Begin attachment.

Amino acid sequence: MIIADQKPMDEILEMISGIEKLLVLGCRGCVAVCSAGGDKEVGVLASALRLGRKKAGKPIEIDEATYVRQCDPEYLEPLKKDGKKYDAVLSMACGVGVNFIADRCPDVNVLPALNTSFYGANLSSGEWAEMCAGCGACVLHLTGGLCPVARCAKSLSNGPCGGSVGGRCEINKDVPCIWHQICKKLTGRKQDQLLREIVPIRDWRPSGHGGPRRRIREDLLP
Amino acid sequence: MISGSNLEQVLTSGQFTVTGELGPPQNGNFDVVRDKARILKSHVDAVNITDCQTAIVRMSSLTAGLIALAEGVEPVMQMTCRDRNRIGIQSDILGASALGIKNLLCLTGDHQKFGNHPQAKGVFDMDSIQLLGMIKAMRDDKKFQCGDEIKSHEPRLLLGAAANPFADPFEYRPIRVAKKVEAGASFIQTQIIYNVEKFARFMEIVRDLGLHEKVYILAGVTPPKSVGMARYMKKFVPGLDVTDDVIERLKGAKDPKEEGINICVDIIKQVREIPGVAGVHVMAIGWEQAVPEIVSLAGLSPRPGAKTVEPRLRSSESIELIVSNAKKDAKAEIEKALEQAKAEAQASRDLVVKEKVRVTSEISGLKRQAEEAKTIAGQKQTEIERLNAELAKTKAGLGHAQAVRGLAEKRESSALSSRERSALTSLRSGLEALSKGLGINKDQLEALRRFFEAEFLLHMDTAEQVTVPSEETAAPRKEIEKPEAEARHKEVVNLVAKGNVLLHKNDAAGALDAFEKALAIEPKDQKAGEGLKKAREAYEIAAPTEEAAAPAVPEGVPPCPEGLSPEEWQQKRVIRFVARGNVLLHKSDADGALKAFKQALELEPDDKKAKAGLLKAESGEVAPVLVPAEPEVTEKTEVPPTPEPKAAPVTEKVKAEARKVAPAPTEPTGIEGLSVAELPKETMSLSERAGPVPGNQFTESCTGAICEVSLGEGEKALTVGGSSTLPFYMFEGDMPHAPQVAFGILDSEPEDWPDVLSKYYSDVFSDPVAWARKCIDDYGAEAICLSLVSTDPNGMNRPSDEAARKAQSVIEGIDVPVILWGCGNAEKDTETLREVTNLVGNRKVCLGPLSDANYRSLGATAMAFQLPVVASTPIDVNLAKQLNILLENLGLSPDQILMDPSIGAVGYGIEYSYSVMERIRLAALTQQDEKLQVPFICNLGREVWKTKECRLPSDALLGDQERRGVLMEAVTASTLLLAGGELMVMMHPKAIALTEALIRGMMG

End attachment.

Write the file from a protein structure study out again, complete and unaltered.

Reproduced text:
Amino acid sequence: MIIADQKPMDEILEMISGIEKLLVLGCRGCVAVCSAGGDKEVGVLASALRLGRKKAGKPIEIDEATYVRQCDPEYLEPLKKDGKKYDAVLSMACGVGVNFIADRCPDVNVLPALNTSFYGANLSSGEWAEMCAGCGACVLHLTGGLCPVARCAKSLSNGPCGGSVGGRCEINKDVPCIWHQICKKLTGRKQDQLLREIVPIRDWRPSGHGGPRRRIREDLLP
Amino acid sequence: MISGSNLEQVLTSGQFTVTGELGPPQNGNFDVVRDKARILKSHVDAVNITDCQTAIVRMSSLTAGLIALAEGVEPVMQMTCRDRNRIGIQSDILGASALGIKNLLCLTGDHQKFGNHPQAKGVFDMDSIQLLGMIKAMRDDKKFQCGDEIKSHEPRLLLGAAANPFADPFEYRPIRVAKKVEAGASFIQTQIIYNVEKFARFMEIVRDLGLHEKVYILAGVTPPKSVGMARYMKKFVPGLDVTDDVIERLKGAKDPKEEGINICVDIIKQVREIPGVAGVHVMAIGWEQAVPEIVSLAGLSPRPGAKTVEPRLRSSESIELIVSNAKKDAKAEIEKALEQAKAEAQASRDLVVKEKVRVTSEISGLKRQAEEAKTIAGQKQTEIERLNAELAKTKAGLGHAQAVRGLAEKRESSALSSRERSALTSLRSGLEALSKGLGINKDQLEALRRFFEAEFLLHMDTAEQVTVPSEETAAPRKEIEKPEAEARHKEVVNLVAKGNVLLHKNDAAGALDAFEKALAIEPKDQKAGEGLKKAREAYEIAAPTEEAAAPAVPEGVPPCPEGLSPEEWQQKRVIRFVARGNVLLHKSDADGALKAFKQALELEPDDKKAKAGLLKAESGEVAPVLVPAEPEVTEKTEVPPTPEPKAAPVTEKVKAEARKVAPAPTEPTGIEGLSVAELPKETMSLSERAGPVPGNQFTESCTGAICEVSLGEGEKALTVGGSSTLPFYMFEGDMPHAPQVAFGILDSEPEDWPDVLSKYYSDVFSDPVAWARKCIDDYGAEAICLSLVSTDPNGMNRPSDEAARKAQSVIEGIDVPVILWGCGNAEKDTETLREVTNLVGNRKVCLGPLSDANYRSLGATAMAFQLPVVASTPIDVNLAKQLNILLENLGLSPDQILMDPSIGAVGYGIEYSYSVMERIRLAALTQQDEKLQVPFICNLGREVWKTKECRLPSDALLGDQERRGVLMEAVTASTLLLAGGELMVMMHPKAIALTEALIRGMMG